Chapter Five is titled “Distributional models and word embeddings”. It contains a wireframe model of how we can calculate conceptual distances between various words based on the contexts in which they occur. This is illustrated with the help of images and tables. The chapter also contains mathematical equations used to produce distributional models. The focus is on Latent Semantic Analysis (LSA). Bolognesi explains how vectors can be used to describe the positions of different words in conceptual space. She briefly covers different macro types of distributional models when she discusses structured and unstructured models, explicit and implicit vectors, and compares frequency-based models with word embeddings.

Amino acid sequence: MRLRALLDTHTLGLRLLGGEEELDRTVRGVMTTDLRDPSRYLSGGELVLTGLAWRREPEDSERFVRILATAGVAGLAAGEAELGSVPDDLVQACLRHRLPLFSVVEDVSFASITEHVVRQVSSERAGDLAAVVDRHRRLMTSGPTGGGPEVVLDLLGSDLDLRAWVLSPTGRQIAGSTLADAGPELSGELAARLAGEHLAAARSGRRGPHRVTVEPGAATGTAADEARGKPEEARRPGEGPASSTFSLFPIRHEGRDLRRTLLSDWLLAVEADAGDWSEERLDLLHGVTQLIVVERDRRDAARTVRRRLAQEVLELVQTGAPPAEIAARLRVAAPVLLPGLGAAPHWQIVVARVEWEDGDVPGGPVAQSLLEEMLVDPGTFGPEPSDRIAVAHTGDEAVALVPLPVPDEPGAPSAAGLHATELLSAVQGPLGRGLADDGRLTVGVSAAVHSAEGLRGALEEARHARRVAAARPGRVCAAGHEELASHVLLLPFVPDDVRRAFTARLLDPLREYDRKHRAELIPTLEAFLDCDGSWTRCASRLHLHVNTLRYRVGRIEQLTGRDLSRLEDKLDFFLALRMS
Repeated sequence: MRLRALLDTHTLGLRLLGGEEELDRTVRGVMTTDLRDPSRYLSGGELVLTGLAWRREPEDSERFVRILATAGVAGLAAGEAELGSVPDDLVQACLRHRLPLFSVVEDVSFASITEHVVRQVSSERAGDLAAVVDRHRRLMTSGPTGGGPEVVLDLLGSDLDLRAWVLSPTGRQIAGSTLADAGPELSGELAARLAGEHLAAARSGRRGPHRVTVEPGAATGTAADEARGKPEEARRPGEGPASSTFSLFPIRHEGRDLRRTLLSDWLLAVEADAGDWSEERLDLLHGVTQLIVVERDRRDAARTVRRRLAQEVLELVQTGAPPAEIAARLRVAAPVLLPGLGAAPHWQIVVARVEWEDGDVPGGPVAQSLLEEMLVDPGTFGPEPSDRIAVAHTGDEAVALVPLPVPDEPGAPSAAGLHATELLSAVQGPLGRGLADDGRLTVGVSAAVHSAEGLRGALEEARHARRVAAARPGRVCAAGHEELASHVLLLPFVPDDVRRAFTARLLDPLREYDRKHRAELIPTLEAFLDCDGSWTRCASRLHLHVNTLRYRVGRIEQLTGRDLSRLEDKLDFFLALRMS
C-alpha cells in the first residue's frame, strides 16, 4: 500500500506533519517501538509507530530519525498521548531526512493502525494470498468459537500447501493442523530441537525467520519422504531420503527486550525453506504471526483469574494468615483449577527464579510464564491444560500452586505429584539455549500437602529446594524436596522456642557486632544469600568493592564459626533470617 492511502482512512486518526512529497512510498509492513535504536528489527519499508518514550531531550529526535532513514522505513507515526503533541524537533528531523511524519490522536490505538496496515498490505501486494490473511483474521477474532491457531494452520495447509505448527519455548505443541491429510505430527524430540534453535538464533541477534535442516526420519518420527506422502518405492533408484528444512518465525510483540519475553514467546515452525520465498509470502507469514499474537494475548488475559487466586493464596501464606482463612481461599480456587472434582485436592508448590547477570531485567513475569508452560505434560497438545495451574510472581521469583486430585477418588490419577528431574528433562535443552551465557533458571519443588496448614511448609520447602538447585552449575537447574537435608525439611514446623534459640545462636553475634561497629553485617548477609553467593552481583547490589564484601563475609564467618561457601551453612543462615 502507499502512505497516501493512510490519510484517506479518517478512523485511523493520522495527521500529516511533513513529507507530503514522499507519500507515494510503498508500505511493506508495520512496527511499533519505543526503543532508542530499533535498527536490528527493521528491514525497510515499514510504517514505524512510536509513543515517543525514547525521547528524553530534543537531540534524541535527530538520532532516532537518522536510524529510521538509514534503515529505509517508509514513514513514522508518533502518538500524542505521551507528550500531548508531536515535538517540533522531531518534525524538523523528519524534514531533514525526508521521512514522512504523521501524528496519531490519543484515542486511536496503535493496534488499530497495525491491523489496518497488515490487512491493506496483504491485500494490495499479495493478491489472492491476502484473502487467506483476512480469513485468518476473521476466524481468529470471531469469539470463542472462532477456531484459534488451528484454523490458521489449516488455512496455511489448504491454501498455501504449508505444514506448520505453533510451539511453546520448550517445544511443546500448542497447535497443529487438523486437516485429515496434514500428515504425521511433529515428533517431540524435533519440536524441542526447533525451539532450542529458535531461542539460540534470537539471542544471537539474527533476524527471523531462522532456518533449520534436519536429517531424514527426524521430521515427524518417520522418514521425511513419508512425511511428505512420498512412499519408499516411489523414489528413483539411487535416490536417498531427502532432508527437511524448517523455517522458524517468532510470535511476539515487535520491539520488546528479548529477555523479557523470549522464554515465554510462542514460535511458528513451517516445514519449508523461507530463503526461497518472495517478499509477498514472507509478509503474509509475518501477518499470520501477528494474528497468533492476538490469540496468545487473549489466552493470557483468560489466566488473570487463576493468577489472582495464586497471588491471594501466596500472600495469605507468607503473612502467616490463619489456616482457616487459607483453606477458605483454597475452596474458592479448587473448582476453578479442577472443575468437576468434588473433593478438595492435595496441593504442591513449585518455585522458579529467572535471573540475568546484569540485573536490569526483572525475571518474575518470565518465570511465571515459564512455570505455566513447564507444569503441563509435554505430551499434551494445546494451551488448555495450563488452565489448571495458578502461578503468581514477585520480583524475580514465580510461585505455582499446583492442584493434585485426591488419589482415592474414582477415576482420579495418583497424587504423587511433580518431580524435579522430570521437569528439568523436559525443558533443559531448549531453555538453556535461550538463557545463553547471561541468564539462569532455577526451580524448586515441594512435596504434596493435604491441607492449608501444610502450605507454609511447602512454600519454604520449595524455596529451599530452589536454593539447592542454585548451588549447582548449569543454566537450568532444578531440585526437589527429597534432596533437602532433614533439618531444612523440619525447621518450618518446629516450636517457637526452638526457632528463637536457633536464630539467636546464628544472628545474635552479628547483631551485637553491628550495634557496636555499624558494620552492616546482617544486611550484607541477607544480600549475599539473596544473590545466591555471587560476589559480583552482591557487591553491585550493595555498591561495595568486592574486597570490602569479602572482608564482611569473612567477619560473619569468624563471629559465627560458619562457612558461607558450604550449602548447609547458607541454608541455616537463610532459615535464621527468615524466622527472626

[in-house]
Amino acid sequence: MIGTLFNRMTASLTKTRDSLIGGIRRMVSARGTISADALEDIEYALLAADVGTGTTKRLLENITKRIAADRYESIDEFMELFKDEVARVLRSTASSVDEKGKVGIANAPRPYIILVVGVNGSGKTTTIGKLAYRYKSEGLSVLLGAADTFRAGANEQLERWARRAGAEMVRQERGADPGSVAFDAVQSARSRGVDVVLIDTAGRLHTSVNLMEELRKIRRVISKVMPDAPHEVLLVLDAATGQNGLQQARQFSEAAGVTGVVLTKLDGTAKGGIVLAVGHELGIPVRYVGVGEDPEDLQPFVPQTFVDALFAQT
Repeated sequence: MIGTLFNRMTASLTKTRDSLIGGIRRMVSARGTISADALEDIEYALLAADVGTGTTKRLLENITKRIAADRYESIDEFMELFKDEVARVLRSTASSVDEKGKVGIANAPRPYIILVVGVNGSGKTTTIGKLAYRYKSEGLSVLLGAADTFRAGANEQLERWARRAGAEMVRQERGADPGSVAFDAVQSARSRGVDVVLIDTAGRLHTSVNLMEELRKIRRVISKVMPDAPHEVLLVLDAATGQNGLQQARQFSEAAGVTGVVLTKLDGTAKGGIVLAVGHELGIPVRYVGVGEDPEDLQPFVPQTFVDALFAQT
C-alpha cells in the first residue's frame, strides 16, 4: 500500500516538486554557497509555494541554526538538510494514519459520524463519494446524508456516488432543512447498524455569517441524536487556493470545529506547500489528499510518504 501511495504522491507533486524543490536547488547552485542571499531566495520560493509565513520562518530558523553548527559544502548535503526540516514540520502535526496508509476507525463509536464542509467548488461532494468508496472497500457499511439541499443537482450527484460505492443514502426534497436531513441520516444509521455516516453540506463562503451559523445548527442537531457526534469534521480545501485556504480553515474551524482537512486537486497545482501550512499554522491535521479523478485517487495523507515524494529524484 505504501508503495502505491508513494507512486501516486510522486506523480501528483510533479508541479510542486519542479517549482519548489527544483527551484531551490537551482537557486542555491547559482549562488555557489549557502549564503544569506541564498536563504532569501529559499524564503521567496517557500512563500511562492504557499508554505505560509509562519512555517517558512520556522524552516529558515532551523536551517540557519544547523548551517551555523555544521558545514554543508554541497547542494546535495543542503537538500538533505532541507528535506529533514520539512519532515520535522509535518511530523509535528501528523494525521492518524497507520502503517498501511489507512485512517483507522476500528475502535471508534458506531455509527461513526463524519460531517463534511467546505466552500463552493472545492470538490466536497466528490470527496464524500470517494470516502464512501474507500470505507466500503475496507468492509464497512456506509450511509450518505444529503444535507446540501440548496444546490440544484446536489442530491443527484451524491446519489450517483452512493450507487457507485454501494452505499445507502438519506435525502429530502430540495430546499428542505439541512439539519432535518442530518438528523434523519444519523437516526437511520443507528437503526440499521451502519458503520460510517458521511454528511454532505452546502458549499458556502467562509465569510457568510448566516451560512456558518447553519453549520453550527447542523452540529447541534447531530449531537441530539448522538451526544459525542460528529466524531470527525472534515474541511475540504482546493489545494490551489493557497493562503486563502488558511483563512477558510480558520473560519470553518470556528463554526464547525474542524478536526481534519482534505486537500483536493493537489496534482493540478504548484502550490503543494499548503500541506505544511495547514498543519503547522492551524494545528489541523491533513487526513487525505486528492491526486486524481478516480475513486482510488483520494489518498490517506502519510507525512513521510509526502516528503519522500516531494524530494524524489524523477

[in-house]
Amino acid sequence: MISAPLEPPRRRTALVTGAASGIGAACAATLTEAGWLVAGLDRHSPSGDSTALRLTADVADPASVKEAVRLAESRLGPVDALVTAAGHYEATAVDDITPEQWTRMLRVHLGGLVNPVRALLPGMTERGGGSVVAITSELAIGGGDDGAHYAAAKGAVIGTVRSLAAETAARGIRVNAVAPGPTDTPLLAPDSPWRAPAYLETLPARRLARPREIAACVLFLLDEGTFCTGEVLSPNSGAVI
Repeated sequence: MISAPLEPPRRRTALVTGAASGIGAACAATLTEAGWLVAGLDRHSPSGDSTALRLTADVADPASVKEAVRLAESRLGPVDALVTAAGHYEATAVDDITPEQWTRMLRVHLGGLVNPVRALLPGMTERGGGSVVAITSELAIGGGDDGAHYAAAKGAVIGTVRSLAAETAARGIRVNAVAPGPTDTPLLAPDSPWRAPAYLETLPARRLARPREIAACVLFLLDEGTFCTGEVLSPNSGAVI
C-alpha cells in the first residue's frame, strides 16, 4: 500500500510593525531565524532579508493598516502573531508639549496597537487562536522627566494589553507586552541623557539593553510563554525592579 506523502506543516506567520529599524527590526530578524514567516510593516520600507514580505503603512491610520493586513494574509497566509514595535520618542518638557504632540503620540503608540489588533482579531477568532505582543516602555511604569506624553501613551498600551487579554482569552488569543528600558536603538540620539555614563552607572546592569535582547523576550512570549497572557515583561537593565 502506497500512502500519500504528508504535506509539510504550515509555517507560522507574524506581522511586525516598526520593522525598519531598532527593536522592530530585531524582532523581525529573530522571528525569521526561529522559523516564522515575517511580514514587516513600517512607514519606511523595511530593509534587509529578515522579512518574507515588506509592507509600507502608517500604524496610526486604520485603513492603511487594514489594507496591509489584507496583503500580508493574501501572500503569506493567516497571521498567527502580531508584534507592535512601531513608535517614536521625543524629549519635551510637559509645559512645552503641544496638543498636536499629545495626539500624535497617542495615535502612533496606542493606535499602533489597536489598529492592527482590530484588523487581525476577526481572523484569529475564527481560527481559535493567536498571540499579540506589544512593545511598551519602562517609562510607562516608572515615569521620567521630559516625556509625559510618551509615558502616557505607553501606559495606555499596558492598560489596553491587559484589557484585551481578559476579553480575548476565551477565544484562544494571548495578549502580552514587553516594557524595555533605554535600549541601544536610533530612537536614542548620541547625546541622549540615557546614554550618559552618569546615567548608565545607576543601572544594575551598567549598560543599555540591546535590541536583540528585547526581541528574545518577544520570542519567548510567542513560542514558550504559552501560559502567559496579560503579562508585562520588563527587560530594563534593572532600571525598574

Such basic information having been provided for, Bolognesi directly continues to “Evaluating distributional models” in Chapter Six. The measure by which she evaluates the models is how well they correspond to human cognitive functioning. After talking about synonym tests and conceptual priming, she critically discusses Pavlov’s dogs, pointing out that it is not only positive associations that count, but also the things that do not happen (Rescorla 1988). In other words, learners evaluate both positive and negative evidence, presence and absence. This helps us to understand that foreign language learners rely more on linguistic cues than embodied situational evidence, since the former is more available to them. In this chapter, Bolognesi discusses two of her own studies in detail, illustrating differences between language learners and native speakers (2011, 2016). The chapter contains six figures showing similarity scores, word maps and a Zipfian distribution illustrating her data. In this chapter, Bolognesi also takes up the topic of Searle’s (1980) Chinese Room Argument, in which he imagines himself in a room receiving messages in Chinese slipped under the door. He suggests that he can answer these messages simply by manipulating the Chinese characters according to certain rules, without learning or understanding Chinese. The question is if this is what a computer does when it processes language and what the relationship of the Chinese room is to the human brain.